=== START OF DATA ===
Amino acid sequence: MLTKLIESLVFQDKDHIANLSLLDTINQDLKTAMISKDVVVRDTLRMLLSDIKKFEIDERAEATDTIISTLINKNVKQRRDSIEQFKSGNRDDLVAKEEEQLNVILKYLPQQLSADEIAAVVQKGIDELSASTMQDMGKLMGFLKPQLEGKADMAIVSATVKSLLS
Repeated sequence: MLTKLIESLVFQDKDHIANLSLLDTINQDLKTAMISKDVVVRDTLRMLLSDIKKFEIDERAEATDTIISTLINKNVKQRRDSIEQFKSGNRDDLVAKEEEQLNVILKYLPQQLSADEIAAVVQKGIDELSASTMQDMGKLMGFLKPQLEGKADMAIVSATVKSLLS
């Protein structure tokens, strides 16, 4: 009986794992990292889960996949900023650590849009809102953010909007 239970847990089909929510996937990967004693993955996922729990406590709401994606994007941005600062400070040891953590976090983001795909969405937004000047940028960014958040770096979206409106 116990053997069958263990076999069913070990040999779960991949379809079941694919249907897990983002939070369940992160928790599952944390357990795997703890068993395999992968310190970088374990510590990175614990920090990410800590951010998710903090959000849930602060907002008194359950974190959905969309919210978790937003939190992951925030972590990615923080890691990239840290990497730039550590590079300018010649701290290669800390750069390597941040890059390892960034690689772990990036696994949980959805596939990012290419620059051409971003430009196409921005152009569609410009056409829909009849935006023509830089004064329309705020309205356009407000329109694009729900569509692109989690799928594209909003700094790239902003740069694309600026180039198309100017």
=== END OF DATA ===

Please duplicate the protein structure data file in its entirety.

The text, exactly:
Amino acid sequence: MLTKLIESLVFQDKDHIANLSLLDTINQDLKTAMISKDVVVRDTLRMLLSDIKKFEIDERAEATDTIISTLINKNVKQRRDSIEQFKSGNRDDLVAKEEEQLNVILKYLPQQLSADEIAAVVQKGIDELSASTMQDMGKLMGFLKPQLEGKADMAIVSATVKSLLS
Repeated sequence: MLTKLIESLVFQDKDHIANLSLLDTINQDLKTAMISKDVVVRDTLRMLLSDIKKFEIDERAEATDTIISTLINKNVKQRRDSIEQFKSGNRDDLVAKEEEQLNVILKYLPQQLSADEIAAVVQKGIDELSASTMQDMGKLMGFLKPQLEGKADMAIVSATVKSLLS
């Protein structure tokens, strides 16, 4: 009986794992990292889960996949900023650590849009809102953010909007 239970847990089909929510996937990967004693993955996922729990406590709401994606994007941005600062400070040891953590976090983001795909969405937004000047940028960014958040770096979206409106 116990053997069958263990076999069913070990040999779960991949379809079941694919249907897990983002939070369940992160928790599952944390357990795997703890068993395999992968310190970088374990510590990175614990920090990410800590951010998710903090959000849930602060907002008194359950974190959905969309919210978790937003939190992951925030972590990615923080890691990239840290990497730039550590590079300018010649701290290669800390750069390597941040890059390892960034690689772990990036696994949980959805596939990012290419620059051409971003430009196409921005152009569609410009056409829909009849935006023509830089004064329309705020309205356009407000329109694009729900569509692109989690799928594209909003700094790239902003740069694309600026180039198309100017």